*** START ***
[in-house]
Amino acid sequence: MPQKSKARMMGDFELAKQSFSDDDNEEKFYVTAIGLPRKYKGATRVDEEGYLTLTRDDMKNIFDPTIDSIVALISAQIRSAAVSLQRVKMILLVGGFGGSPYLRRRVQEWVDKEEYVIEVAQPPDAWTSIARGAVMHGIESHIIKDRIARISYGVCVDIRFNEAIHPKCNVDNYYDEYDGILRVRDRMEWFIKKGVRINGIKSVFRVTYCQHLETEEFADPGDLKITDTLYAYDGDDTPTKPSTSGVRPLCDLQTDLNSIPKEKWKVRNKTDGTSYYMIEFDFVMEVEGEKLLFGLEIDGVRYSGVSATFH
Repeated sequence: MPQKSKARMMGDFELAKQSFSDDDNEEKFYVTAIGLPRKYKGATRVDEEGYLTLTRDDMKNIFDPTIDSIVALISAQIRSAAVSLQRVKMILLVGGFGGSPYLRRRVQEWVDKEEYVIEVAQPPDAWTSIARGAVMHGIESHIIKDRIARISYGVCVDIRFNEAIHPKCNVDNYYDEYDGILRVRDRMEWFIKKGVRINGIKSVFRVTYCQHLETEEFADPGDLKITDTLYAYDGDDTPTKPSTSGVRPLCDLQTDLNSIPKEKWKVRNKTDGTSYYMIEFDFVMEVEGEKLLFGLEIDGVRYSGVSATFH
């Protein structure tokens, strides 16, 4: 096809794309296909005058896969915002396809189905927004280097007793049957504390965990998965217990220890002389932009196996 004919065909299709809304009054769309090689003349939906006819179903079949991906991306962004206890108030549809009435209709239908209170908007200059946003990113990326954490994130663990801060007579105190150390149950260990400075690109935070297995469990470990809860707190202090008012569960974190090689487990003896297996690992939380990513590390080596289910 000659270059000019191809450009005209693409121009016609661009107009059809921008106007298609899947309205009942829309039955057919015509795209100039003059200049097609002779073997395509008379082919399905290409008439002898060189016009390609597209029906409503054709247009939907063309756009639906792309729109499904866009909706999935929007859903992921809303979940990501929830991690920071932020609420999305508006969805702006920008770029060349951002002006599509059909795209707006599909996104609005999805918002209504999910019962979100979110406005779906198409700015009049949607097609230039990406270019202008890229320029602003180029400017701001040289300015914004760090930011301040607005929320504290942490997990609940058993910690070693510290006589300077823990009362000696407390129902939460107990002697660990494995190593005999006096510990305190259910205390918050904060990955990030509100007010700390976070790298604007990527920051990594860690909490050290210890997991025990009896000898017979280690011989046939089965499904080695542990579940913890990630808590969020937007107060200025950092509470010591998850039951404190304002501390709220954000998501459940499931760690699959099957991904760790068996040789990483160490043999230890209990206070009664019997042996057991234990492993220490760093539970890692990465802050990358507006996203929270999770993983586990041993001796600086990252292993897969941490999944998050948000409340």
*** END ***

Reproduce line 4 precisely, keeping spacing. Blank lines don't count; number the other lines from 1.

């Protein structure tokens, strides 16, 4: 096809794309296909005058896969915002396809189905927004280097007793049957504390965990998965217990220890002389932009196996 004919065909299709809304009054769309090689003349939906006819179903079949991906991306962004206890108030549809009435209709239908209170908007200059946003990113990326954490994130663990801060007579105190150390149950260990400075690109935070297995469990470990809860707190202090008012569960974190090689487990003896297996690992939380990513590390080596289910 000659270059000019191809450009005209693409121009016609661009107009059809921008106007298609899947309205009942829309039955057919015509795209100039003059200049097609002779073997395509008379082919399905290409008439002898060189016009390609597209029906409503054709247009939907063309756009639906792309729109499904866009909706999935929007859903992921809303979940990501929830991690920071932020609420999305508006969805702006920008770029060349951002002006599509059909795209707006599909996104609005999805918002209504999910019962979100979110406005779906198409700015009049949607097609230039990406270019202008890229320029602003180029400017701001040289300015914004760090930011301040607005929320504290942490997990609940058993910690070693510290006589300077823990009362000696407390129902939460107990002697660990494995190593005999006096510990305190259910205390918050904060990955990030509100007010700390976070790298604007990527920051990594860690909490050290210890997991025990009896000898017979280690011989046939089965499904080695542990579940913890990630808590969020937007107060200025950092509470010591998850039951404190304002501390709220954000998501459940499931760690699959099957991904760790068996040789990483160490043999230890209990206070009664019997042996057991234990492993220490760093539970890692990465802050990358507006996203929270999770993983586990041993001796600086990252292993897969941490999944998050948000409340």